Nov. 20, 2009

The Lightcatcher - Whatcom Museum's latest addition

Whatcom Museum's latest addition The Lightcatcher has just opened this week.With the buildings architectural design and it's exhibits, the museum will be bridging the gap between art and nature, showing the beautiful simplicity of nature's form and function.

LightcatcherThe building's name comes from the Lightcatcher wall. Designed in an arc, the 37-foot-high and 180-foot translucent wall surrounds the courtyard capturing, filtering and translating the light of the sun. The building has an interesting shape but I find it's dull sand color exterior a little boring, some vibrant color or a mural would make it a lot more interesting.

The Lightcatcher is the first museum in Washington State built to LEED Silver standards and it includes a green roof and rainwater harvesting strategies that will be used for public education.The roof manages stormwater, their is a natural ventilation systems in the Lightcatcher wall, and a cistern for harvesting rainwater, as well as a rain garden in the courtyard,

One of the premier exhibits is  John Grade's architectural installation of sculptures that he calls “Bloom:  The Elephant Bed,” 10 bell-shaped sculptures hanging from the 26-foot high ceiling. A type of organism called coccolithophores that forms algal blooms, was Grade's inspiration for the sculpture. After millions of years of decay and deposit, their calciferous skeletons have became the basis of England's chalky white cliffs of Dover. The “elephant bed” is a layer in the chalk deposit that holds the fossilized bones of ox, deer and even mammoth.  The sculptures are made of water-soluble materials and over the course of the exhibit, a few will be lowered into a pool of inky-black water where they will slowly dissolve.  On Saturday, April 10, 2010 the remaining pieces will be cast into Bellingham Bay after a public procession where they will dissolve and spend eternity.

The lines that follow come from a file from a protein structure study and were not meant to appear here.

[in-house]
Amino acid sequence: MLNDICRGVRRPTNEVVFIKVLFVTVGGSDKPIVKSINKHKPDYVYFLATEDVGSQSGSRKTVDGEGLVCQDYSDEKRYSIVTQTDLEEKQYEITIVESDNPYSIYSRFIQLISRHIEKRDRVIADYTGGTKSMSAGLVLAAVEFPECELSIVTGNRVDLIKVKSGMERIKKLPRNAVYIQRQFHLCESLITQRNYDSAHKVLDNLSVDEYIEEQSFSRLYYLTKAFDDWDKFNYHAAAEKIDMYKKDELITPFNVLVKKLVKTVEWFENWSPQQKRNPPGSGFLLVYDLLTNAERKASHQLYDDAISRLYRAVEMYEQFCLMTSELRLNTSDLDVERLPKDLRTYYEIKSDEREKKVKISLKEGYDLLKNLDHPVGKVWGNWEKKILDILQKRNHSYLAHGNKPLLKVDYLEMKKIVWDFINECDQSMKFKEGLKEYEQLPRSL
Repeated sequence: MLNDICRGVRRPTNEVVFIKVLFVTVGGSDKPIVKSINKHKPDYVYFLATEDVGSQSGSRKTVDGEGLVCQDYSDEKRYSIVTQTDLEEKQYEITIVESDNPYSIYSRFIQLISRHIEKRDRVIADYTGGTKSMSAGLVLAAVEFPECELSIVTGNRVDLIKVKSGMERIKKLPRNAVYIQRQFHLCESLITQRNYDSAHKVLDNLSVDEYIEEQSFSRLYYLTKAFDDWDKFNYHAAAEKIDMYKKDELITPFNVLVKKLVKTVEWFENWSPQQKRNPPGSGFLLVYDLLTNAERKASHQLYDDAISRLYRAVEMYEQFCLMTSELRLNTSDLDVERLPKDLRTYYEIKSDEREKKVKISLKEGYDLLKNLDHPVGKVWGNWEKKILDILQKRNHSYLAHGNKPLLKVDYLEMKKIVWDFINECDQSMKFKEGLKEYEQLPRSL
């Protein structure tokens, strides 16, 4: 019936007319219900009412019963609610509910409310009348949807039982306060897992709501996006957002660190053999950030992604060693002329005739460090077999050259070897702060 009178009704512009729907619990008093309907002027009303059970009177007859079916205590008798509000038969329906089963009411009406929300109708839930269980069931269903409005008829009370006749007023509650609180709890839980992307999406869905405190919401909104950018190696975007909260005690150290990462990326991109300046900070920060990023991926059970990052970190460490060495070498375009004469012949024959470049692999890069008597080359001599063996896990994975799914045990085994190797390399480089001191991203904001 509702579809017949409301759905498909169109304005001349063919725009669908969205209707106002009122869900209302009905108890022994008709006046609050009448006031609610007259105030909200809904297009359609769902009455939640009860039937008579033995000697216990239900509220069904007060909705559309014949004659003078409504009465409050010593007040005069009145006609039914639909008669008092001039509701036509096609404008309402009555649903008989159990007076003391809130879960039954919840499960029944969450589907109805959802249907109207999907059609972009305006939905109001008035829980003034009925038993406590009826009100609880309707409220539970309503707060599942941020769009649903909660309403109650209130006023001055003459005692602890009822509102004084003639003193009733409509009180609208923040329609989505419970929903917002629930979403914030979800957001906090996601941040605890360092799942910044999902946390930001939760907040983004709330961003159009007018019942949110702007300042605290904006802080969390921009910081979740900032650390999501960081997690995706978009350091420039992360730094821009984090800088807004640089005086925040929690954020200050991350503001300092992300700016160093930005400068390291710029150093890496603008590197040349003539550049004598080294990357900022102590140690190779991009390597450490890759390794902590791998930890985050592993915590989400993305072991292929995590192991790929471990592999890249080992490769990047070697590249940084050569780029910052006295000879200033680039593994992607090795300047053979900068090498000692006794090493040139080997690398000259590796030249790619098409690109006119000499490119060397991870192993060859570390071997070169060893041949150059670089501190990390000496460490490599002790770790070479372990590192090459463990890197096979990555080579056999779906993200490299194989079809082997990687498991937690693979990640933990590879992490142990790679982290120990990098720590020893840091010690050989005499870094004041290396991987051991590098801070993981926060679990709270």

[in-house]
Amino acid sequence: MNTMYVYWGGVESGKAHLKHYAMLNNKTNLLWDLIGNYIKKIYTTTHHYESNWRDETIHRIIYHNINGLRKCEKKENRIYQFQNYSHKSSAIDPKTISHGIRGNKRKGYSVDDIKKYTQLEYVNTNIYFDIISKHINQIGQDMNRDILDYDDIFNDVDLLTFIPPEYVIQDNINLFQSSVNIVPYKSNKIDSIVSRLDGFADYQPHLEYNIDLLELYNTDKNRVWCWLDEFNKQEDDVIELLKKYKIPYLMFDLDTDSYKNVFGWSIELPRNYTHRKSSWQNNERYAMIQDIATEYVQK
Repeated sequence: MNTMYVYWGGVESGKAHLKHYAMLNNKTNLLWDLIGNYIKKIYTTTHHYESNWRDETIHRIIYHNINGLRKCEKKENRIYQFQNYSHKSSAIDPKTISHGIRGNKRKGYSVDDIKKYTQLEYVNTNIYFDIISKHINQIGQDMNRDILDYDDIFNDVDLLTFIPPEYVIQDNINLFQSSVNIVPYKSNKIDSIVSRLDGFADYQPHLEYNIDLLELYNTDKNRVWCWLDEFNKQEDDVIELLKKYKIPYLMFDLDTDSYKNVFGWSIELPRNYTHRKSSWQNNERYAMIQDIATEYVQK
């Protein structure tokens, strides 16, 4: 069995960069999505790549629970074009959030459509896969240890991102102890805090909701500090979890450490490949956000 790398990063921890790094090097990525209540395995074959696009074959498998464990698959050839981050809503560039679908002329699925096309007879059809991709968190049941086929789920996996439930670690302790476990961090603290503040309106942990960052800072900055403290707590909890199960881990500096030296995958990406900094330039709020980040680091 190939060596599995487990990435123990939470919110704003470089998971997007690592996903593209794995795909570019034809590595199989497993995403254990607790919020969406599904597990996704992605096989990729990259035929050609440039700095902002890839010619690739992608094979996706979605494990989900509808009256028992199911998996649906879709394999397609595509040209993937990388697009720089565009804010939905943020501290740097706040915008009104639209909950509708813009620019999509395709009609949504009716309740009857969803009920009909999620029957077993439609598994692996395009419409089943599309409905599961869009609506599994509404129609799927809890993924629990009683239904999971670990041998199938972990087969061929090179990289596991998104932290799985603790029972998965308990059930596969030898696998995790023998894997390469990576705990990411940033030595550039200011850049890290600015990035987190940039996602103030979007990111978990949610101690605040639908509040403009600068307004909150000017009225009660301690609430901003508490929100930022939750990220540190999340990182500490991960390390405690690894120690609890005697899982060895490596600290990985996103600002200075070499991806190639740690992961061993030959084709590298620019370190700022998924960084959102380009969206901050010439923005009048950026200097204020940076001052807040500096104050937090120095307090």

Grade's exhibit honors the natural world's state of impermanence, death and renewal; the cycle of birth and decay is nature's way of creating a sustainable habitat.

The museum's art gallery, has works that explore political, social and gender issues and show how ordinary materials and ideas can be transformed into art. The Lightcatcher building's inaugural exhibition "Out of Bounds" features more than 80 compelling works in all media - painting, sculpture, drawing, Out of Bounds is the collection of Driek and Michael Zirinsky.

The Family Interactive Gallery (FIG), formerly the Children's Museum is the Pacific Northwest's newest family attraction. Art-based activities in a dramatic setting connect visitors to our region's history and environment, the FIG promises to be a fun and engaging experience for the whole family.

The Whatcom Museum Lightcatcher is a welcome addition to the city of Bellingham.

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